Cleaning products

Ecological cleaning products are available in great quantity and many of them are environmentally certified. It is often possible to get by entirely without the purchase of specific cleaning products if natural materials like vinegar and salt are available. Overuse of soaps and cleaning agents is harmful and expensive for the environment. Chemicals do not disappear when they go down the sink. They continue through the sewage system and end up in the ocean. There they continue to be active and can damage marine life. Even though chemicals may eventually biodegrade in nature, we do not always know how fast it happens and sometimes the decomposed products are more harmful than the original substance itself. Avoid the use of unnecessary and strong chemicals. Using only the minimum amount of detergents, is safest. In general, water in Iceland is softer than in most parts of Europe, so less soap and detergents can be used here.

Shampoo and soaps

Shampoos and soaps can contain both synthetic and natural chemicals. Sometimes the natural ingredients are derived directly from plants, but often they have been chemically isolated in the laboratory to obtain exactly the correct desirable effect. Examine the ingredients carefully, especially if you are allergic. The rule of thumb is to use as little soap as possible, as the overuse of soap can only lead to dry skin, eczema or other skin problems. Some shampoos contain waxes which can be difficult to clean from the hair and scalp. Cheap shampoos are often not desirable products, and they are often less efficient per unit volume. Good shampoos are very effective per unit volume, and the price therefore does not always give the consumer the right picture.

Sanitary napkins

Avoid buying sanitary napkins as each one is packed in plastic packaging. Cleanliness can be achieved without such packaging. It is environmentally friendlier to choose sanitary napkins and tampons that do not contain plastics, are made from organic cotton, have not been bleached and are free from perfumes. The use of sanitary napkins or tampons can be avoided completely by using the ingenious multi-use rubber beaker (The Elfen beaker - Álfabikarinn) made from 100% natural rubber.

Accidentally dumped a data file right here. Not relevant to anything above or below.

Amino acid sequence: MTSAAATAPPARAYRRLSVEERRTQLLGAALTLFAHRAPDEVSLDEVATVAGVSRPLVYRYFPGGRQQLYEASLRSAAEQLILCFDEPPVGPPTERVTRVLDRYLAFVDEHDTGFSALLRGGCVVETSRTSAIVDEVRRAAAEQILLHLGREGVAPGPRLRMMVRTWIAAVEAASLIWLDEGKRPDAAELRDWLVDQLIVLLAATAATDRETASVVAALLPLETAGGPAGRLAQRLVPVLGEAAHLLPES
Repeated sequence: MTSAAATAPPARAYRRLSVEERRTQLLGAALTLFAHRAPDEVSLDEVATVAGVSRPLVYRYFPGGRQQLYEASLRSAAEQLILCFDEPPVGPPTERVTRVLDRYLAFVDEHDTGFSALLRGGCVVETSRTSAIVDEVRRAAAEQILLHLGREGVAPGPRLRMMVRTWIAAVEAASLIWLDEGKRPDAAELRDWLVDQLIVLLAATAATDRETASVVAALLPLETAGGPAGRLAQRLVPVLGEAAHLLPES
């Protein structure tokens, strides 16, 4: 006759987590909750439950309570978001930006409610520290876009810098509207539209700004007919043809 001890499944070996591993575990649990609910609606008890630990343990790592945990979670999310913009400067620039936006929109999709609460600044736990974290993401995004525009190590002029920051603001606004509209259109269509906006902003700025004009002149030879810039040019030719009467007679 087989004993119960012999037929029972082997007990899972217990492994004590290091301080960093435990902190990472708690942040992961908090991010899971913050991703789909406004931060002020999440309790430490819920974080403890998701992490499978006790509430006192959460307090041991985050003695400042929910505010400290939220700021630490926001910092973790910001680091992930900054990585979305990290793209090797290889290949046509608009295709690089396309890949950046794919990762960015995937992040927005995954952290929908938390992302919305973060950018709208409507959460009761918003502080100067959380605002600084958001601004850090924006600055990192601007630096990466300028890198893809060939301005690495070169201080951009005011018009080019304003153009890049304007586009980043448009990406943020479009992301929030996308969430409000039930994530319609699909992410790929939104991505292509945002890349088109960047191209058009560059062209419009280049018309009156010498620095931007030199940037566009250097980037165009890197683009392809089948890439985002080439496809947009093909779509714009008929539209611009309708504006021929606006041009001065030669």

The baby’s diapers

Every single child uses around 5000 diapers during the first few years. Disposable diapers have a very negative impact on the environment, but of course they diminish washing and make life easier for the parents. The baby’s bottom also feels less discomfort if disposable diapers are used instead of diapers made from cloth. Therefore it is difficult to insist that parents do a lot of extra work every day, just to become more environmentally friendly. Each parent has to decide for themselves whether they consider it worthwhile.

It is possible to buy cloth diapers made from organic cotton and satisfactory baby trousers from organic wool. It is also possible to buy organic silk inlays for diapers. All this has to be washed carefully and dried. This increases the workload of the parents and increases the use of detergents and water.

If disposable diapers are used it is better that they are environmentally friendly and that they carry an environmental label. Avoid diapers that contain PVC (vinyl). The disadvantage with disposable diapers is that a huge quantity of diapers accumulates in nature containing emulsions and gels which are filled with chemicals that do not decompose. There are environmentally friendly diapers which are made from decomposable chemicals. If consumers only buy environmentally friendly diapers it sends a message to the other producers to improve their products. In this way we can have a direct impact on the product variety.

Toilet paper


We, here on planet Earth use enormous quantities of toilet paper which has to break down and decompose in nature. To choose environmentally labelled toilet paper is in every single case better for the Earth’s ecosystem.

If you click on any object on the bathroom picture, you get information about how that item affects the environment and your health.

Birt:
Sept. 20, 2011
Höfundur:
Náttúran
Uppruni:
Náttúran.is
Tilvitnun:
Náttúran „Húsið og umhverfið - Góð ráð um hreinlætisvörur“, Náttúran.is: Sept. 20, 2011 URL: http://natturan.is/d/2008/11/10/husio-og-umhverfio-goo-rao-um-hreinlaetisvorur/ [Skoðað:Sept. 22, 2019]
Efni má nota eða vitna í samkvæmt almennum venjum sé heimilda getið með slóð eða fullri tilvitnun hér að ofan.
skrifað: Nov. 10, 2008
breytt: Sept. 20, 2011

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